'It’s a new era that continues to grow': Efforts to revitalize Milwaukee's Bronzeville community seeing results

NOW: ’It’s a new era that continues to grow’: Efforts to revitalize Milwaukee’s Bronzeville community seeing results


MILWAUKEE (CBS 58) -- If the streets of Bronzeville could talk, they'd speak about its Black History.

"The use of the word Bronzeville is a gray area," said Kitonga Alexander. "Historically the African American community didn't always, sometimes at all, didn’t go buy Bronzeville. The African American community in Milwaukee became centered around Walnut Street."

Alexander is the lead researcher for Milwaukee Bronzeville Histories. The organization's website describes itself as an interactive virtual platform to enrich and expand the history of Milwaukee Bronzeville.

Clayborn Benson is the Wisconsin Black Historical Society Executive Director.

"Was Walnut Street the mecca for black business? I'd say yes it was," said Benson. "There were businesses on Walnut Street from Third Street all the way to 12th Street and then up Fond Du Lac Corridor."

Milele Coggs is the Alderwoman of District 6 which is home to Bronzeville. "I fight for this neighborhood because I want Bronzeville to be a place of inspiration."

Coggs says Bronzeville was a place of black commerce, where you could find black attorneys and black accountants.

The thriving community grew and was home to multiple businesses throughout the 1930's and 40s but something happened stopped that growth.

"It depends on who you talk to, but whichever way interpret it, whether its urban renewal or the highway that you blame due to the development of the area, many of the businesses we're displaced or closed down and for years this area was a bit blighted, said Coggs.

"We had the urban renewal policies, which I won't argue destroyed the community, but they impacted the community when you had structures torn down. But nothing built up," said Alexander. "One part of urban renewal is to take away what isn’t good. The second part of urban renewal is to put back something better. We got the first part which was the takeaway but we didn’t get the second part."

According to the city of Milwaukee, after congress passed the housing act of 1949, the city targeted rundown housing in Bronzeville for redevelopment. Rebuilding fewer, more expensive, homes to replace slums. Interstate 43 was built directly through the heart of the neighborhood. It destroyed more than 8,000 homes with Walnut Street essentially destroyed.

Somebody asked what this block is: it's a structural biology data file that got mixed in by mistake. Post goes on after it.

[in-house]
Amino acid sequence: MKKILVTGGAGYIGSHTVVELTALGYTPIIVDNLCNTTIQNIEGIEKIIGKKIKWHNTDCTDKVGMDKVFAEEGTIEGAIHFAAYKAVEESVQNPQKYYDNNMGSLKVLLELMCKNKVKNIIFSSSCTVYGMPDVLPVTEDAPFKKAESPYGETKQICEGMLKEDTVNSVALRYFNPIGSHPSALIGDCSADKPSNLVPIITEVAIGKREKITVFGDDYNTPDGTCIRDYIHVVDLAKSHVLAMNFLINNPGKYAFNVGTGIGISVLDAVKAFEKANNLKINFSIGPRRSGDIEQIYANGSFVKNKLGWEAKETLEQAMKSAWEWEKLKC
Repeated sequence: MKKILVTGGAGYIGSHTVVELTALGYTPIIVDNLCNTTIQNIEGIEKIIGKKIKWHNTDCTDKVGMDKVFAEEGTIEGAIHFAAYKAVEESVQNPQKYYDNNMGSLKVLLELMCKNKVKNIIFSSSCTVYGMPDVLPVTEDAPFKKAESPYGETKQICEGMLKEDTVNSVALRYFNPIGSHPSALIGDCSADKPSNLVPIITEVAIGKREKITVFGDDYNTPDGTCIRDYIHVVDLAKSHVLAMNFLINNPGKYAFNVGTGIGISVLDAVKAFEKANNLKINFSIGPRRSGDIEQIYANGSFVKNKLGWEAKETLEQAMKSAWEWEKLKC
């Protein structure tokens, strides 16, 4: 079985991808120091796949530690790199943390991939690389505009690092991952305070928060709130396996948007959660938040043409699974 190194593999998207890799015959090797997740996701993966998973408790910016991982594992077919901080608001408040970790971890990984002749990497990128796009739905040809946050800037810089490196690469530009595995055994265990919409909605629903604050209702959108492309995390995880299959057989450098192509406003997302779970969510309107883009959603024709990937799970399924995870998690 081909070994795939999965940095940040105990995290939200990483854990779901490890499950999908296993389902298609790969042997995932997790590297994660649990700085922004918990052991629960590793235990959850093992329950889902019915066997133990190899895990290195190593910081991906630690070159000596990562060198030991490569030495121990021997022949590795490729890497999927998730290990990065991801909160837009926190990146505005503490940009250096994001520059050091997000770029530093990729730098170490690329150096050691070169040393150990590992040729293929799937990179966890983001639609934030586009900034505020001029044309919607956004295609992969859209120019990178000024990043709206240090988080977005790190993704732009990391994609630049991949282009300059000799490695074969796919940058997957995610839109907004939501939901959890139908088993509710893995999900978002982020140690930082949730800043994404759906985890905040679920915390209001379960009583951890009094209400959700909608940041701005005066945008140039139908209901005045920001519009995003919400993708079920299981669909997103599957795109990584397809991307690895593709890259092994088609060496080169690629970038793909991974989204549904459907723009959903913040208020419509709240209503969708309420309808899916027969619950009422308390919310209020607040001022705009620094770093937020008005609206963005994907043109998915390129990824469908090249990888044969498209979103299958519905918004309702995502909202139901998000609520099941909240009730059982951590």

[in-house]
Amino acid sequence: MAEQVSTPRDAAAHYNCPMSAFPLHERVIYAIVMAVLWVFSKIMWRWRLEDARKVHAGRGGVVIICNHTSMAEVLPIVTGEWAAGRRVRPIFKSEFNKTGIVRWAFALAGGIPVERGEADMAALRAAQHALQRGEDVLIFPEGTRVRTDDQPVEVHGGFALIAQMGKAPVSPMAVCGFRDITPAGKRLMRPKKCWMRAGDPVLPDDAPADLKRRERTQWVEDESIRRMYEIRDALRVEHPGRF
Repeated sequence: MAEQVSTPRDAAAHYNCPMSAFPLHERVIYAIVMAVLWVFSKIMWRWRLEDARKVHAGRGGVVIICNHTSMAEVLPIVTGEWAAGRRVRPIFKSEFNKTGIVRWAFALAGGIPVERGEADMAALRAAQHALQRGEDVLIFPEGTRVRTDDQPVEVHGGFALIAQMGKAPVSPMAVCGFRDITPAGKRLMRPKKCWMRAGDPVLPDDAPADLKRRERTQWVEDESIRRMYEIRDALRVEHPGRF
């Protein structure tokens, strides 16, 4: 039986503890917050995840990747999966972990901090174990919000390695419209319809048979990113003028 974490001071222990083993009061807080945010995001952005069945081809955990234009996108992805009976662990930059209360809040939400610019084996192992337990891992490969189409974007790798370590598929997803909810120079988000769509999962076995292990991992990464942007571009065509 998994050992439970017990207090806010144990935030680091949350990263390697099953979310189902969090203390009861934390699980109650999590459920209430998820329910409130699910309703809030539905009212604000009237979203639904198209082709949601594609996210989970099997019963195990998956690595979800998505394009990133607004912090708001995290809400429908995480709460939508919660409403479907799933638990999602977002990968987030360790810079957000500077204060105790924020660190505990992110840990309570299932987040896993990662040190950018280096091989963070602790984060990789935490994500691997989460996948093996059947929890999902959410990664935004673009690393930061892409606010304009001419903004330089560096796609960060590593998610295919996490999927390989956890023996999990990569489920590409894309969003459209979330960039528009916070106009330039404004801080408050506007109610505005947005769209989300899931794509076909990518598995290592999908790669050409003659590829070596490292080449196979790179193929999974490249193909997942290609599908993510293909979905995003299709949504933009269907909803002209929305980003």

Currently, those who know the Bronzeville neighborhood say it's on the rise.

"I think Bronzeville is at a position of growth," said Coggs. "The reemergence of the Holocaust Museum, with so many great restaurants and business that continue to grow here. There's great stuff happening but there still more potential."

Paul Whigham is the chef and owner Mi Casa Su Café Bronzville he says as a youngster, he says was always in love with area and would play in the parks.

"Bronzville, to me right now means revitalization. To me, it shows that black businesses are thriving in his area. A lot them are opening. New ideas are coming to this area. Which is also going to help this area flourish," said Whigham.

Thriveon King, which will feature a wide range of neighborhood resources is under construction. It will be home to early child care, community space for the Medical College of Wisconsin, apartments and more.

"I think arts is great and culture it great but we have to be healthy enough to enjoy it all. So hopefully their presence here and the resource they are able to share will help to keep us health," said Coggs.

"At one point in time, this area was once a place for black businesses, this entire area of Bronzeville and I want to see that happen again," said Whigham. A lot of people that are older than I am, they tell me about it, but I wasn't here to witness that because I wasn’t even born yet. But it’s a new era.

It’s a new era that continues to grow. It's bringing the area one step closer back to black epicenter of commerce.

"The hope is that we will have even more successful black owned businesses of all types in the area," said Coggs. "The hope is just like years ago, it was a place for national entertainer to come. They would want to come; that we would do that again."

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